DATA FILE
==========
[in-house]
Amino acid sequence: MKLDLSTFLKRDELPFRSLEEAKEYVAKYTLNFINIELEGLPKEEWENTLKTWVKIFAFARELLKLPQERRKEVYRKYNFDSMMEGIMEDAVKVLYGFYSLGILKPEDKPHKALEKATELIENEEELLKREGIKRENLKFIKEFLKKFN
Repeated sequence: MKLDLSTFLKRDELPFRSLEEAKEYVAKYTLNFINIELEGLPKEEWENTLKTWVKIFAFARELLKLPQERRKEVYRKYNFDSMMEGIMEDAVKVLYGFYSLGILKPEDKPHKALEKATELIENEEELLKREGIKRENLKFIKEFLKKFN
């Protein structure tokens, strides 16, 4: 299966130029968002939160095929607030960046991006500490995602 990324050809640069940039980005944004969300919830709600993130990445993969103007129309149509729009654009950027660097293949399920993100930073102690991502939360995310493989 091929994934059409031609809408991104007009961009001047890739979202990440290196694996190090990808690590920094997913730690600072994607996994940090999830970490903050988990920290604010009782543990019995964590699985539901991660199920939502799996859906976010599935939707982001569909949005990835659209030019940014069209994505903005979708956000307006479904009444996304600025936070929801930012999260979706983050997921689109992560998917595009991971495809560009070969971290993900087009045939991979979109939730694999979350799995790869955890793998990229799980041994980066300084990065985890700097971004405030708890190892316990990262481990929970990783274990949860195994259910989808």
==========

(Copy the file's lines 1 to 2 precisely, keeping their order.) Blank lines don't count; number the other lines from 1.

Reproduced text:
[in-house]
Amino acid sequence: MKLDLSTFLKRDELPFRSLEEAKEYVAKYTLNFINIELEGLPKEEWENTLKTWVKIFAFARELLKLPQERRKEVYRKYNFDSMMEGIMEDAVKVLYGFYSLGILKPEDKPHKALEKATELIENEEELLKREGIKRENLKFIKEFLKKFN